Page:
Frugal is More than a Way to Spend Money, Part 1
I don’t know what you think of when you think of “frugal,” but I think of my parents. They are undeniably, definitively frugal, and they always have been. It’s how they were raised. So, when I think of “frugal,” I think about how they spent their money. I think about the black and white TV we had until I was 12 (that was 1991 or 1992) and the Chevy from the ‘60s that my dad drove (without air conditioning and with vinyl seats) until I was 5 years old. I think about feeling like everyone else had cool stuff and I didn’t, and being afraid of what people would say if I invited them over and we didn’t even have a VCR.
As I become an adult myself, I find that the choices aren’t as easy as they seemed when I was younger. If I have several hundred extra dollars, should I buy a Wii (very cool, by the way, and that’s from a GIRL), put it towards my student loans, or invest it somewhere else? It’s answering these questions that has led me to believe that frugality is a mindset that, while it will influence how I spend money, does not dictate living in the Stone Age.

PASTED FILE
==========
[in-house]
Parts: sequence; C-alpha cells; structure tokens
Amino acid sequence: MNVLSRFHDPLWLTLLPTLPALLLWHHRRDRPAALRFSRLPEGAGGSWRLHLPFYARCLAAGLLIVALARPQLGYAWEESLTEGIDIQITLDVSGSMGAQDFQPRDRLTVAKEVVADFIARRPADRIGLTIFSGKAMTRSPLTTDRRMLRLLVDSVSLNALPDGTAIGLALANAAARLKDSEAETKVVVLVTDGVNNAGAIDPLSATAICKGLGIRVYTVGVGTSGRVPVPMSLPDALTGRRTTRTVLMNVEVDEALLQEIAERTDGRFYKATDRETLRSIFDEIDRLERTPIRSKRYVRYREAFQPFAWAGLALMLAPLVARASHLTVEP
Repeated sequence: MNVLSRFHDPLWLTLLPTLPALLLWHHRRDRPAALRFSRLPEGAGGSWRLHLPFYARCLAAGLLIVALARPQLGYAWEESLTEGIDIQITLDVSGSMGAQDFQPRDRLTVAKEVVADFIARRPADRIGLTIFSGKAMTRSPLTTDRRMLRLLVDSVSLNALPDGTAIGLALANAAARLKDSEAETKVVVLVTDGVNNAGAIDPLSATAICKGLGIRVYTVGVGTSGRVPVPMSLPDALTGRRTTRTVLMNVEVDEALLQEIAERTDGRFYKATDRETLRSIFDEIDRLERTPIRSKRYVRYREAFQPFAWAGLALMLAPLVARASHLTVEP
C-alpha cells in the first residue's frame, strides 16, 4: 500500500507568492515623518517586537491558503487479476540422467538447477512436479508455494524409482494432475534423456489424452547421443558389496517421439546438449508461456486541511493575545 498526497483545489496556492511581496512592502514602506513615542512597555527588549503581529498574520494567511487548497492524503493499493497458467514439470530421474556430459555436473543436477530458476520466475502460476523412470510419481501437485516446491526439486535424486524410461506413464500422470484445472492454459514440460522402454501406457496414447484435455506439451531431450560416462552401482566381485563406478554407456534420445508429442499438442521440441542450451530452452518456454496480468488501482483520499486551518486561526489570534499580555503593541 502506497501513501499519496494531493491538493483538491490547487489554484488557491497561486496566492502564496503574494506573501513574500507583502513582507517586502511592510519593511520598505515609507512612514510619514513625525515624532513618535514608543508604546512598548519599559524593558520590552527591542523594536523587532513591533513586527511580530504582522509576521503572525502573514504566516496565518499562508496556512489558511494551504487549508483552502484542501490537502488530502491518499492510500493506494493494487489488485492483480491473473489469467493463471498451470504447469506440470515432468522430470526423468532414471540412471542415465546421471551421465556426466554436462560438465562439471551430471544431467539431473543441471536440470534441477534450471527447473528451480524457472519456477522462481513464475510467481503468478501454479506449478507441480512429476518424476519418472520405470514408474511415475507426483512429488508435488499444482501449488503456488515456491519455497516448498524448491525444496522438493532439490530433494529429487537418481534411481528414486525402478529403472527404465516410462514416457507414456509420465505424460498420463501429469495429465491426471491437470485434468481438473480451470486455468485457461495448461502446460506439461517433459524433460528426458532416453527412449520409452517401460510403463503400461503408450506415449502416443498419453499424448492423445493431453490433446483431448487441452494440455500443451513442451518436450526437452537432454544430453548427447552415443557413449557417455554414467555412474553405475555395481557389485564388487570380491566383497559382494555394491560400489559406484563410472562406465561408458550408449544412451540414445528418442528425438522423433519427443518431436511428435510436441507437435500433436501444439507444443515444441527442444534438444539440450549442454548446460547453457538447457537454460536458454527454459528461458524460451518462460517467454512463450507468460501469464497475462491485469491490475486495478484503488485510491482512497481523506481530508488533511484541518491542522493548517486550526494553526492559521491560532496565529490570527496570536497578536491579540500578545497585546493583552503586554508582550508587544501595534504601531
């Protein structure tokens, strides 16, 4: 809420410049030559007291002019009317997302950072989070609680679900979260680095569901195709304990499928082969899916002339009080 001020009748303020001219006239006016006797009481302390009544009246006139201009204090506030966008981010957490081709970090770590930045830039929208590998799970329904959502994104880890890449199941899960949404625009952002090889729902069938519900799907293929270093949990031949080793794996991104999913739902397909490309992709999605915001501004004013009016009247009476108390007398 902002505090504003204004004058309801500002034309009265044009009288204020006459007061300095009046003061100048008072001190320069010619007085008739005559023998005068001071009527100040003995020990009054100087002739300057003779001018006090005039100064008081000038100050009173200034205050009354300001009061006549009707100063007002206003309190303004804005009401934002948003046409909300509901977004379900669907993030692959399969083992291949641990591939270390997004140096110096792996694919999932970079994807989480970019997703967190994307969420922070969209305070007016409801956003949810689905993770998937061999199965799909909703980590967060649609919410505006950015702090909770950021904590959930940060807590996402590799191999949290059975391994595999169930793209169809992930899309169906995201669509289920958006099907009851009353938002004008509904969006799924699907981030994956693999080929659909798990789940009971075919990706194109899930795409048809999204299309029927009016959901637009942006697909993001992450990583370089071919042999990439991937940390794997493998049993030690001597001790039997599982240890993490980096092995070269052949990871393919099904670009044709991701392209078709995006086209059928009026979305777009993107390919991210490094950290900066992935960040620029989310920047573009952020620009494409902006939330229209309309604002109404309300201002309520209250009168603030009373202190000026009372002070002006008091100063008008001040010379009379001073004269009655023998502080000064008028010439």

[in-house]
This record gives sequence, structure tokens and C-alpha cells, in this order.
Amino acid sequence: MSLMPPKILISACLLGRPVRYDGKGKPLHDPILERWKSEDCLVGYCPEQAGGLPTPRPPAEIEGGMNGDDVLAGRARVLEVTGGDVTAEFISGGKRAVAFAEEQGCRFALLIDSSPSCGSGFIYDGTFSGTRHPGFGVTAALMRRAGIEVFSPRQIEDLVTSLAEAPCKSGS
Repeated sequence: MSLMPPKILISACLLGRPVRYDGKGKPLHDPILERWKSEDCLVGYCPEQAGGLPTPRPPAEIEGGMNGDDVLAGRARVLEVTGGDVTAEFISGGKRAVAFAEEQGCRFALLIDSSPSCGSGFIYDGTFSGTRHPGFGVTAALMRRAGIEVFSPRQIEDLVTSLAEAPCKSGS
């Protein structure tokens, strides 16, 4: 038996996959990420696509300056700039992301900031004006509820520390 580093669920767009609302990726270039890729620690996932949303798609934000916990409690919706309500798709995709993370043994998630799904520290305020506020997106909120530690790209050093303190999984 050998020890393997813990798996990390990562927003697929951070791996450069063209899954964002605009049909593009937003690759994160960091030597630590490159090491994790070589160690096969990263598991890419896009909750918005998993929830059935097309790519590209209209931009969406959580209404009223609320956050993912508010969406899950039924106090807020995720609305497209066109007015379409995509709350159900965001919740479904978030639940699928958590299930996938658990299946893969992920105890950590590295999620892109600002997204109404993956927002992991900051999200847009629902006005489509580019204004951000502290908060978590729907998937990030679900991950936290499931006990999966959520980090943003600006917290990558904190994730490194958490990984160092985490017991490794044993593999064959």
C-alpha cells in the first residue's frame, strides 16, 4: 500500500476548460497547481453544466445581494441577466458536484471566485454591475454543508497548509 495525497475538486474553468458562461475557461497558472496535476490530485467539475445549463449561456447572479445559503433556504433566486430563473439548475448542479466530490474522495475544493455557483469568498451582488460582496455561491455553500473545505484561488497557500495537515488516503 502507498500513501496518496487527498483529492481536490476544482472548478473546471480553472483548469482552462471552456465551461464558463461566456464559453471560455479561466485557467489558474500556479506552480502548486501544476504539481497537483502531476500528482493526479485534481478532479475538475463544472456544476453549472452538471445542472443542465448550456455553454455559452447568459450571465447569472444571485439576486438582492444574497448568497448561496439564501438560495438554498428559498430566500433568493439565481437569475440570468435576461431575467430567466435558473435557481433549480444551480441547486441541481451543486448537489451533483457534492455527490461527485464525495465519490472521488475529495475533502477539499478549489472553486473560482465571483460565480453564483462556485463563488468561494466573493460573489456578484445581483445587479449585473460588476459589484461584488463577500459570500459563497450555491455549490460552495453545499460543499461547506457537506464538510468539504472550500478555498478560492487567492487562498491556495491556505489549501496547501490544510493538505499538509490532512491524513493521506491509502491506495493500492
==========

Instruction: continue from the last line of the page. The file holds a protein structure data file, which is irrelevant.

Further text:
Here's the part where I actually get to my point: Frugality is first and foremost about goals and priorities. When I think about how wonderful it would be to pay off my student loans, it makes it much easier to choose regular coffee over a latte. When I think about the travelling I'll be able to do when my fiance and I are totally debt-free, or how awesome it will feel when we can buy our first home, passing on buying that third pair of boots is automatic. It's the priorities, the long-term goals and desires that drive me when I choose not to buy good things that I like, not any traditional idea of what I "should" be doing with my money.